Polema stepped behind the massive trunk of the tree that sheltered them, "Who suggests such things?"
The knight chuckled as he pulled the worn leather trousers up and tightened the buckle, "No one that anyone would take a chance in believing, your highness. It's the usual gaggle of gossip mongers and grousers that try to push the latest in false truths among the people. The trouble is, this rumor hasn't gone away like the rest. I suspect Wallington may have fanned the flames."
She stepped out from behind the tree and slipped her blade into place on her belt. Rogan looked up and gave her a momentary smile before she rolled her eyes and he sheepishly wiped it from his face. They had known each other since childhood and had shared in many moments over the years. She stuffed her dress into the pack and went to work fashioning it as a bag she would now have to carry. Her heavy leather vest and pants would keep her as protected from a blade as possible while allowing her movement. Rogan was similarly adorned, but his blade signified his status as a knight. Her blade was unique to her alone and identified her as royalty. "It's five days travel to the castle", she said mournfully, "and with that dragon, I'm not sure we should fly that way anyway." She hadn't seen her family in a year owing to her duties and she had hoped to steal away a few days after the sacrifice had been completed to embrace them once more. She feared for the lives of her family and friends. Most of all, she feared for emperor.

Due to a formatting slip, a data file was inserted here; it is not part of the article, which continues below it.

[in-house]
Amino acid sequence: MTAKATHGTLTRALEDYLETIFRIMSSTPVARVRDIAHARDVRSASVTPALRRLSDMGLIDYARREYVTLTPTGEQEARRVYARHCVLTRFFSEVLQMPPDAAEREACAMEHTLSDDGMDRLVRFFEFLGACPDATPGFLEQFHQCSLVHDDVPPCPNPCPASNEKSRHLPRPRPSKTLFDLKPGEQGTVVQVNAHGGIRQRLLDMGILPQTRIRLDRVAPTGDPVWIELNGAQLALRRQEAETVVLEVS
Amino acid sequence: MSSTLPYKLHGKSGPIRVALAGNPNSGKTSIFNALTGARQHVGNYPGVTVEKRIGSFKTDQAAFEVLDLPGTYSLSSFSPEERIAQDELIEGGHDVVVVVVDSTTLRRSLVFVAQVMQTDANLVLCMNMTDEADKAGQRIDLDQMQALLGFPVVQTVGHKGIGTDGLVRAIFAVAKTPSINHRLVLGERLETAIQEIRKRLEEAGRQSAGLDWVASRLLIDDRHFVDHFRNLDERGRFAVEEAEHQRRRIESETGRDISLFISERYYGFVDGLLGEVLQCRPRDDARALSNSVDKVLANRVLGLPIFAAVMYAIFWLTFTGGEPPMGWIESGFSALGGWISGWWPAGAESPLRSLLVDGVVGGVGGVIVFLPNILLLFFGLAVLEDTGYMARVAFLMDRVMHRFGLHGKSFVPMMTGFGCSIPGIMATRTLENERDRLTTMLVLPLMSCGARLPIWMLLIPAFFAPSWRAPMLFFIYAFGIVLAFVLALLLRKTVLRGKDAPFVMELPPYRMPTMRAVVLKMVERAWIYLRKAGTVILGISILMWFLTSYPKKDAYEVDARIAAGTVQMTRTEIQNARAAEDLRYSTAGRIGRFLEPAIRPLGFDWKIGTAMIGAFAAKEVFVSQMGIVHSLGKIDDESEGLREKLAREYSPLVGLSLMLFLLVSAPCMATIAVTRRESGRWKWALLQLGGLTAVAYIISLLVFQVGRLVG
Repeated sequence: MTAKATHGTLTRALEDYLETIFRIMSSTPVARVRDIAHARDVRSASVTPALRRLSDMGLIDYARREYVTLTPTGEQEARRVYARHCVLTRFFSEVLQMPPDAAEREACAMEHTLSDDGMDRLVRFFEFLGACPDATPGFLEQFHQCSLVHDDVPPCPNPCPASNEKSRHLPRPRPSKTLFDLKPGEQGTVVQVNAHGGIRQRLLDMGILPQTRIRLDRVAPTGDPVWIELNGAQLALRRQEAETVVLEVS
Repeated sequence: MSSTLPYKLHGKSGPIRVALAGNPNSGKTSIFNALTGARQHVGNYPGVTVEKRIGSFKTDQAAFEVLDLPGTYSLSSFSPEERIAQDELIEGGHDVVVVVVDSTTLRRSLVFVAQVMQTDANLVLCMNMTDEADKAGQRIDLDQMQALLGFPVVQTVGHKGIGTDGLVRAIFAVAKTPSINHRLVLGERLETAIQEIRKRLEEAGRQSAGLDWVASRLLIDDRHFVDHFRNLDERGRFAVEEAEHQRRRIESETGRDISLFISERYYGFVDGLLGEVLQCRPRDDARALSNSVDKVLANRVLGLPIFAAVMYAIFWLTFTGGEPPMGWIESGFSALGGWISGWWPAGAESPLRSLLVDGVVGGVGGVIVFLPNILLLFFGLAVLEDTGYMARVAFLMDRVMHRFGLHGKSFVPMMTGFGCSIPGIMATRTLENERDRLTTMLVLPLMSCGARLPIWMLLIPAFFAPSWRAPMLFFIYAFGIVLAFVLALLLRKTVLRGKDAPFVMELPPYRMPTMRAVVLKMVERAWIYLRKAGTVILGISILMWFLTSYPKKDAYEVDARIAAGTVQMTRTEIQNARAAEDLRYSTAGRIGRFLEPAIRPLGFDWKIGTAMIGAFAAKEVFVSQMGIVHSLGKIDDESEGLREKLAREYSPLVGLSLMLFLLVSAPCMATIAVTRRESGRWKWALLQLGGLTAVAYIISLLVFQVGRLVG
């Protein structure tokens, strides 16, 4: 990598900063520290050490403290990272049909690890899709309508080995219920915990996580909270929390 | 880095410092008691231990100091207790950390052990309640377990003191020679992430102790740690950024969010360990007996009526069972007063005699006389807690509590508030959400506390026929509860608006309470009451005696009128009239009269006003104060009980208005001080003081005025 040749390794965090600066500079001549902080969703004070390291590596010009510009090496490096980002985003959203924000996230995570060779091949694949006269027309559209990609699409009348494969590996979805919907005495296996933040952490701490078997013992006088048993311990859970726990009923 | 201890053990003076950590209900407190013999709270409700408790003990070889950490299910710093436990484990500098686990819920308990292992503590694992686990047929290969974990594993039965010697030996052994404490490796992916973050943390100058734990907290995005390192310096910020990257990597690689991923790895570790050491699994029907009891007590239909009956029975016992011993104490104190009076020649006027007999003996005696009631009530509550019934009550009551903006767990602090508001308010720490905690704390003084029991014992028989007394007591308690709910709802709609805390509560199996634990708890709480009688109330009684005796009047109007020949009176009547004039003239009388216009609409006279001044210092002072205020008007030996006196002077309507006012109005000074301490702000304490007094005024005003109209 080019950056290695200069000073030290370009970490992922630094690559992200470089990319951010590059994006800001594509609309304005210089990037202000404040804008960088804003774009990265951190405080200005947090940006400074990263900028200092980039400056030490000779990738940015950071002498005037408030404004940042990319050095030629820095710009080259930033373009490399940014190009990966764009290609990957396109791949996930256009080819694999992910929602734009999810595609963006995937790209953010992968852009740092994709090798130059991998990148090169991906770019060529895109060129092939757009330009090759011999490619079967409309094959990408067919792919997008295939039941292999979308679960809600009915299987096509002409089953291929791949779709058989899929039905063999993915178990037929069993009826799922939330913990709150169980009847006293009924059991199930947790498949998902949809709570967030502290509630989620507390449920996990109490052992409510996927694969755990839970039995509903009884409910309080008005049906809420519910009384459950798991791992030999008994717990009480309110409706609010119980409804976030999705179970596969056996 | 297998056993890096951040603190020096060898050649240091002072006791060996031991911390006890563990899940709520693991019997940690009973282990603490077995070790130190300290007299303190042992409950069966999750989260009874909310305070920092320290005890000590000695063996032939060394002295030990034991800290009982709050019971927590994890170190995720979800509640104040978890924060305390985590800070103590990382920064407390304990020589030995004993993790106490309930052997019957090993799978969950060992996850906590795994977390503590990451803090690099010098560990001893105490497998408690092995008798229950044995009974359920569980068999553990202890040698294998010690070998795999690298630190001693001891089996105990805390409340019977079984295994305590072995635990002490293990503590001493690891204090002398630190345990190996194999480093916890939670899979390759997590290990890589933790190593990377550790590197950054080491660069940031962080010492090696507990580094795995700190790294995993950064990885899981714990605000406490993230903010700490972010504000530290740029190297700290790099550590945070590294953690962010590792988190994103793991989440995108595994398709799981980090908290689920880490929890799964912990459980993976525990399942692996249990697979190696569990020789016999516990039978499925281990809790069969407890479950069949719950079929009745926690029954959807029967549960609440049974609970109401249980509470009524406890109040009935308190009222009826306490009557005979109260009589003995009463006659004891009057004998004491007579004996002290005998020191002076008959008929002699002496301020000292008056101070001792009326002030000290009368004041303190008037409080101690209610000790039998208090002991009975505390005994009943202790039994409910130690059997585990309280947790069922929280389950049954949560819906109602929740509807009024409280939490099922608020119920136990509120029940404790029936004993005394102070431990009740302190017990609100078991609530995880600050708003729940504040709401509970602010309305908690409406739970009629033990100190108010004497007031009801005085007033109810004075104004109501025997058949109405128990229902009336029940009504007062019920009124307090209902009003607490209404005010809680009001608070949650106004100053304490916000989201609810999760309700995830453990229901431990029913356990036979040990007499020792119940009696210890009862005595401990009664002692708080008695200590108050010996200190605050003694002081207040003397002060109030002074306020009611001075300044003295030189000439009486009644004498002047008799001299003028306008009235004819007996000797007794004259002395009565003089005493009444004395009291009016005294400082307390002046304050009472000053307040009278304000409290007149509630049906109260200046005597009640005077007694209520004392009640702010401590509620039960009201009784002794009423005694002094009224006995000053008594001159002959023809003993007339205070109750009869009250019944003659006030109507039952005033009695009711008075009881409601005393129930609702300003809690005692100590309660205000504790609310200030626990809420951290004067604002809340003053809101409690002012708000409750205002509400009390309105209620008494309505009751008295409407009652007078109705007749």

Her companion strapped his bag upon his back and motioned to the orange horizon, "The county seat is a an hour north of here. They may have news." Polema nodded quietly. The unspoken fear was that the city of Waterwalker would not be there when they arrived. A dragon's fire was rumored to leave nothing but the dust of life behind. Nothing could grow there for five generations, they said. Wordlessly, Sir Rogan took the lead.
"We heard it. We were the only ones to live." The woman began to cry in the embrace of her husband as Queen Polema stood in the middle of what had once been the burgeoning city of her namesake. They were members of her court and had been standing just outside the keep when the unfamiliar sounds reached their ears. They had run out of fear and they had fled with great speed and abandon into the depths of the stone castle once the screams of death reached their ears. They told of huddling in the depths of the rarely used dungeons as the building shook and the sound of collapsing stone pounded around them. They had waited hours upon hours until they had heard Polema's voice searching through the half ruined rubble of her castle. She had dispatched Sir Rogan to search the town for survivors and to survey the damage. He was walking back to them now, his face set in rage. The Queen ushered the four who had lived in to the north wing of the castle as it still stood.